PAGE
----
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Home / Courts / Criminal Practice – Second-Degree Murder – High-Speed Chase – Evidence – Shoplifting Spree – Malice — Driving Without a License – Post-Accident Conduct – Jury Instructions

Criminal Practice – Second-Degree Murder – High-Speed Chase – Evidence – Shoplifting Spree – Malice — Driving Without a License – Post-Accident Conduct – Jury Instructions

State v. Rollins (Lawyers Weekly No. 12-07-0531, 25 pp.) (Martha A. Geer, J.) Appealed from Mecklenburg County Superior Court. (Calvin E. Murphy, J.) N.C. App. Full-text opinion.

Holding: Defendant had been shoplifting before the high-speed chase that ended in a fatal crash. Evidence of the shoplifting spree was admissible to explain why defendant was trying so aggressively to evade the officers chasing him. The voluminous and organized nature of the shoplifting expedition explained why defendant was driving in the manner that he was for purposes of the malice element of second-degree murder.

We find no error in defendant’s conviction of second-degree murder.

Although defendant argues that the specific details of the shoplifting should have been excluded, those details are important since a jury would not be able to understand why a person who had shoplifted a single shirt or DVD would be driving at speeds of up to 80 miles per hour in order to avoid arrest. We hold that the evidence regarding the shoplifting was relevant for a material purpose other than propensity and that this probative value was not outweighed by any unfair prejudice to defendant.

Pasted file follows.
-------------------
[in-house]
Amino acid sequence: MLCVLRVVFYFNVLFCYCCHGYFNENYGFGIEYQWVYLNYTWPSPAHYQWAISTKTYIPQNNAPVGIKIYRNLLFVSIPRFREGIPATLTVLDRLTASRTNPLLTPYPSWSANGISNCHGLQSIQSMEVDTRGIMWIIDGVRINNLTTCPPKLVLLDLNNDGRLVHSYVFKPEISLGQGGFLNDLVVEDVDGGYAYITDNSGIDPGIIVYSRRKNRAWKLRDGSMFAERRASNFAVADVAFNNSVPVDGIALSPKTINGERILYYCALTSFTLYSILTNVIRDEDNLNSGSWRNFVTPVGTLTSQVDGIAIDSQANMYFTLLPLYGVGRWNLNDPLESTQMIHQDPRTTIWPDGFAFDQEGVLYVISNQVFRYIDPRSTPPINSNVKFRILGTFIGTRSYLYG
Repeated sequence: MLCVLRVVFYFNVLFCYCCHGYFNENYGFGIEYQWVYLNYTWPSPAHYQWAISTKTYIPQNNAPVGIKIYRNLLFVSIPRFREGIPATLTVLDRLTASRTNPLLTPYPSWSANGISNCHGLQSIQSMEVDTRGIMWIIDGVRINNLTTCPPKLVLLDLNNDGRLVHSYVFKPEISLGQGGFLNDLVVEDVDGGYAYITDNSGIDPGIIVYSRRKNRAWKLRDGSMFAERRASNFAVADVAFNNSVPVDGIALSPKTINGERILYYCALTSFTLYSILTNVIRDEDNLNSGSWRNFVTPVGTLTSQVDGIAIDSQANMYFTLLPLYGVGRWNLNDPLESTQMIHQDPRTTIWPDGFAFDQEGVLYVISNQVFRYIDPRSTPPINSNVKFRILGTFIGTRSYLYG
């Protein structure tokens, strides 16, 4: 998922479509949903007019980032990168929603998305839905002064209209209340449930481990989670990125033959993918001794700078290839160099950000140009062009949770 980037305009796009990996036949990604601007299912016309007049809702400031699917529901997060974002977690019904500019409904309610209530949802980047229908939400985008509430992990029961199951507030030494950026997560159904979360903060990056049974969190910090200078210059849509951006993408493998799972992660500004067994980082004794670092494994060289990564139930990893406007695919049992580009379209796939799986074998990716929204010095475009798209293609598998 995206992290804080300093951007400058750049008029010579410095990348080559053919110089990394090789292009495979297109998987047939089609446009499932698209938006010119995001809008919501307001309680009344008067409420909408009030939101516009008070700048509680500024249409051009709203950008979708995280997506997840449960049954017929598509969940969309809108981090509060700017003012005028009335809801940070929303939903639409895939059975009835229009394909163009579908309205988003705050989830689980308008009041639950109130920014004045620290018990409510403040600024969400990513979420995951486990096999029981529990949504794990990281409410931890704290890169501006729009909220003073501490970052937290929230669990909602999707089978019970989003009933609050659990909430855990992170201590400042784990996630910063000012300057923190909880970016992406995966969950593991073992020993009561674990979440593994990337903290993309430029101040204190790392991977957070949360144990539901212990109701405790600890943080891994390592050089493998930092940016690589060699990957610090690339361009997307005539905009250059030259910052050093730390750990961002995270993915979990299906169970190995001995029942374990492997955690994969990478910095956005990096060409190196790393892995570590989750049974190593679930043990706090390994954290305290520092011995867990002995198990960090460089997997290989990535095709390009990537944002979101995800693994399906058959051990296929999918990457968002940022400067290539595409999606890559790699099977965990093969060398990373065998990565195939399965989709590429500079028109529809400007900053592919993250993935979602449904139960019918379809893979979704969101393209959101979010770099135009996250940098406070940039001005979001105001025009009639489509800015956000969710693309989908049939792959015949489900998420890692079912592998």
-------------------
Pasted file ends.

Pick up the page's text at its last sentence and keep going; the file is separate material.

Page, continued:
Defendant’s two previous citations for driving without a license – issued in the same month as the crash – were properly admitted as relevant to the issue of malice.

Officer Joel Patterson testified about defendant’s actions immediately after the collision: “The driver was elbowing the middle passenger in the neck and face area, hitting her several times, until her body finally laid over the front seat to the back seat. The driver then drug himself out from underneath the dashboard, drug himself over the middle passenger’s body out the back rear passenger door.”

The state’s evidence — suggesting defendant was continuing to try to escape regardless of the collision and in callous disregard for the condition of his passengers — was properly admitted as proof of malice.

Finally, the trial court instructed the jury, “You must be unanimous in your decision. In other words, all twelve jurors must agree. When you have agreed upon a unanimous verdict, your foreperson may so indicate on the verdict form that will be provided to you.”

Defendant claims that telling the jurors that they had to agree -– rather than that they had to agree to a verdict –- caused the jurors to “erroneously construe” the charge to be “a mandatory instruction that a verdict must be reached.”

We do not review a particular jury instruction in isolation. The sentences surrounding the language at issue both referenced unanimity in connection with an actual decision or verdict. Later, the trial court reiterated what the jury should do “[w]hen you have unanimously agreed upon a verdict and are ready to announce it….”

When viewed in context, the trial court’s instruction did not mislead the jury and was not coercive of the jury’s verdict.

No error.

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